Wednesday, September 21, 2005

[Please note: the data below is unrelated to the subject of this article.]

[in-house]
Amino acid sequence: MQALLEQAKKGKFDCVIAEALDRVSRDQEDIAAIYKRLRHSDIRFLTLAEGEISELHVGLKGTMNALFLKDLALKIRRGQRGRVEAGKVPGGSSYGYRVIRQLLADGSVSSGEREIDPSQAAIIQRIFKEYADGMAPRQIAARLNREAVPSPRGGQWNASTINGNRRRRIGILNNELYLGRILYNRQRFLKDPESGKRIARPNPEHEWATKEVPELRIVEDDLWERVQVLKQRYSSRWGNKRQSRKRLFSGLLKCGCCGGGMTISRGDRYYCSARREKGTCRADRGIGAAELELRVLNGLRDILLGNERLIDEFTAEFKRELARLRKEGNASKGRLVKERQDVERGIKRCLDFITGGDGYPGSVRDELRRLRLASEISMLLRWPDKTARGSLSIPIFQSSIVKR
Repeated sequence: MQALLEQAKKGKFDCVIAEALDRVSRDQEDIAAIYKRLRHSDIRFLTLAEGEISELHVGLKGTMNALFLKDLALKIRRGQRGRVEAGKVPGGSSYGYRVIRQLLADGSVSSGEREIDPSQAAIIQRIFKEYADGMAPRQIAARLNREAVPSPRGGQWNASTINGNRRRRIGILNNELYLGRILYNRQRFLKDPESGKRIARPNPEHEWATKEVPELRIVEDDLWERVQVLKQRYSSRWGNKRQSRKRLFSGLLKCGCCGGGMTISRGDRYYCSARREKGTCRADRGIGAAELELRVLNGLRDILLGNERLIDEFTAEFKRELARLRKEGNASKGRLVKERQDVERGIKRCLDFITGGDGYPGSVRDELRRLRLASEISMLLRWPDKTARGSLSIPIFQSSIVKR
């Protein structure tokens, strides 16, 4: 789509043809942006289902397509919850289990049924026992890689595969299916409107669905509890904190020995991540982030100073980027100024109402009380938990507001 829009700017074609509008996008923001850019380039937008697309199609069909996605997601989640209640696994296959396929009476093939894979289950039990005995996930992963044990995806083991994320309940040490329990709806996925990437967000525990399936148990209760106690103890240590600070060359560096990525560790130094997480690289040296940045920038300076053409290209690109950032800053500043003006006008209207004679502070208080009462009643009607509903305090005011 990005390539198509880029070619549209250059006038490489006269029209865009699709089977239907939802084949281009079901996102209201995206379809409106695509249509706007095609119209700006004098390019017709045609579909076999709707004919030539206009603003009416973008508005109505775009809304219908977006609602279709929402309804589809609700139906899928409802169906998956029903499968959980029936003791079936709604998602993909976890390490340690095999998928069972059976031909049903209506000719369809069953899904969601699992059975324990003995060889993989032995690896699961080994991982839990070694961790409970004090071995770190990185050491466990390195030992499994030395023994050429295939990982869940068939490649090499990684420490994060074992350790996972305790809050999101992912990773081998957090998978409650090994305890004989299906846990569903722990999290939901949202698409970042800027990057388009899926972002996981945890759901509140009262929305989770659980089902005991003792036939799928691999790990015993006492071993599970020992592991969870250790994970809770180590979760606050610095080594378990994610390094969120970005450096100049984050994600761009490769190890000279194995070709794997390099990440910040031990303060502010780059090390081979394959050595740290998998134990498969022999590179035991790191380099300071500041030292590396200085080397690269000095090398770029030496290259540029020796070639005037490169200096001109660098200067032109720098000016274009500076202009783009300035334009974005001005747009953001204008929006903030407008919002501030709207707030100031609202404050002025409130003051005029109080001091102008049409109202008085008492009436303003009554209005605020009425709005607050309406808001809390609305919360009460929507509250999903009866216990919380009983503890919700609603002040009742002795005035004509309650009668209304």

NCA finds that Douglas County District Court failed to apply Schumann rule to analyzing marital/non-marital property. Spouses voluntarily revoked their pre-nup agreement before filing divorce, however, this does not automatically alter the characteristics of property they designated as marital or non-marital; Court failed to apply Schuman rule 265 Neb. 459 2003, in which the Nebraska Supreme Court held just 4 months before the divorce trial that in analyzing whether property is marital or not, the actual titling of the property does not automatically determine its marital or non marital nature. Husband failed to allege Schuman error as to one item of property; wife was entitled to some credit on premarital asset because loans she took out helped make payments on it; NCA holds that non expert witness, in this case the wife could testify as to real estate value. NCA also allows court to consider wife's post separation pension contributions to a retirement plan as her own. Nygren v. Nygren. 14 Neb. App. 1 Filed September 20, 2005. No. A-03-1042.Richard R. Nygren appeals the decree of the Douglas County District Court dissolving his marriage to Cheryl A. Nygren and dividing the parties' property. On appeal, he essentially argues that the trial court erred in classifying certain items and assets as marital property and in dividing the marital estate. We hold that the trial court incorrectly applied the rule from Gerard-Ley v. Ley, 5 Neb. App. 229, 558 N.W.2d 63 (1996), that was specifically disapproved in Schuman v. Schuman, 265 Neb. 459, 658 N.W.2d 30 (2003), prior to the trial court's decision. We also hold that the trial court abused its discretion in characterizing some of Richard's nonmarital property as marital property, and we affirm as modified.Richard contends that the evidence does not support a finding that he gifted his premarital assets, including the farmland and farm equipment, to the marital estate. We begin by recalling a basic principle: Property owned by a party at the time of marriage is not marital property. Smith v. Smith, 9 Neb. App. 975, 623 N.W.2d 705 (2001). "At the time the parties made their antenuptial agreement, public policy in Nebraska prohibited enforcement of a provision in such an agreement purporting to forfeit property rights in the event of a divorce. See Mulford v. Mulford, 211 Neb. 747, 320 N.W.2d 470 (1982) (generally, antenuptial agreements providing that in event of divorce or separation, each spouse should forfeit his or her rights in property of other, are contrary to public policy and void as tending to promote divorce). Thus, such agreements were enforceable only in accordance with testamentary dispositions or other transfers taking effect at death. In finding that the parties had gifted their premarital assets to the marriage, the trial court was apparently relying upon Gerard-Ley v. Ley, 5 Neb. App. 229, 558 N.W.2d 63 (1996), in which this court held that when a husband and wife take title to a property as joint tenants, even though one pays all the consideration therefor, a gift is presumed to be made by the spouse furnishing the consideration to the other. However, approximately 4 months before the trial court filed its decree in this case, the Nebraska Supreme Court expressly disapproved Gerard-Ley in Schuman v. Schuman, supra, which held that the manner in which property is titled or transferred by the parties during a marriage does not restrict the trial court's determination of how the property will be divided in an action for dissolution of marriage. Therefore, we conclude that the trial court applied the wrong rule in determining that the parties had gifted their premarital assets to the marriage. Although we agree with the trial court's determination that the parties agreed to revoke their antenuptial agreement, it does not follow that they also agreed to convert their sole property to jointly owned property. Had they intended to do so, the portion of Richard's will providing that Cheryl would receive a one-half interest in the farm upon Richard's death would have been superfluous, because Cheryl would have already owned a one-half interest in the farm. Thus, the will does not support the notion that the parties intended to gift their premarital interests to each other; instead, it lends support to the opposite conclusion." Because it is undisputed that Richard owned the 40 acres in question prior to the marriage, the initial issue is whether the Van Newkirk exception applies so that the property should be included in the marital estate. The antenuptial agreement, assuming it was ever effective, had been revoked by the parties, and any funds Cheryl earned before the marriage were her separate property, while any funds she earned during the marriage were marital property. See Tyma v. Tyma, 263 Neb. 873, 644 N.W.2d 139 (2002). Therefore, pursuant to Van Newkirk v. Van Newkirk, 212 Neb. 730, 325 N.W.2d 832 (1982), and Tyler v. Tyler, 253 Neb. 209, 570 N.W.2d 317 (1997), we conclude that Cheryl's contributions of not more than $5,200 from her separate property were not so significant as to garner Cheryl an interest in Richard's farm. "Although we conclude that Cheryl never acquired an interest in the farm, the revocation of the antenuptial agreement did operate to allow Cheryl to acquire an interest in the contributions she made to the Wahoo State Bank loan--whether from premarital or marital funds. Therefore, Cheryl is entitled to be compensated in full for her contributions from premarital funds and to receive one-half of the remainder, which came from marital funds. However, Cheryl did not present evidence of the value of her premarital contribution. She testified that she contributed not more than $5,200 in premarital funds, that amount being an estimate of her assets at the time she signed the prenuptial agreement. We consider this estimate upon an estimate to be insufficient evidence of the value of Cheryl's contribution from premarital funds, and we therefore consider her entire contribution of $21,959.29 to be from marital funds and conclude that she is entitled to compensation for half of that sum, or $10,979.65." "First Baptist Church v. State, 178 Neb. 831, 834-35, 135 N.W.2d 756, 758-59 (1965), sets forth the general rule for lay witnesses without ownership testifying about the value of land: It is necessary only to show that he has the means of forming an intelligent opinion derived from an adequate knowledge of the nature and kind of property in controversy, and of its value"we conclude that Cheryl demonstrated an acquaintance with the land and the state of the market and that the trial court did not err in allowing her opinion as to the value of the land, over Richard's objections. Although Neb. Rev. Stat. § 42-366(8) (Reissue 2004) requires that any pension plans, retirement plans, annuities, and other deferred compensation benefits owned by either party be included as part of the marital estate, the plain language of the statute does not require that such assets be valued at the time of dissolution; the expression "at the time of dissolution" in § 42-366(8) qualifies the date at which the marital estate is divided but does not provide that pension-type property must be valued on such date. Hosack v. Hosack, 267 Neb. 934, 678 N.W.2d 746 (2004). The ultimate test in determining the appropriateness of the division of property is fairness and reasonableness as determined by the facts of each case. Tyma v. Tyma, 263 Neb. 873, 644 N.W.2d 139 (2002). Based on this authority, we conclude that the trial court was reasonable and did not abuse its discretion in allowing Cheryl to subtract her postseparation contributions from the value of her annuity. She and Richard were no longer supporting each other at that time, and Cheryl logically accounted for the amount of those contributions. Omaha properties: Cheryl also argues that the parties' first house in Omaha constitutes a marital asset because it was titled in joint tenancy However, at no time does Richard argue or assign that the trial court erred in including the net value of the duplex, which was eventually purchased from the proceeds of the sale of the first Omaha house, in the marital estate. Therefore, we need not consider the classification of these houses further. See Schnell v. Schnell, 12 Neb. App. 321, 673 N.W.2d 578 (2003) (alleged errors must be specifically assigned and specifically argued in order to be considered by appellate court). On our de novo review, we hold that the trial court applied an incorrect standard in determining the marital estate, that the trial court abused its discretion in including some of Richard's farm equipment in the marital estate, and that Cheryl should receive compensation for contributions she made to the farm debt. Therefore, we affirm the trial court's decree, as modified. .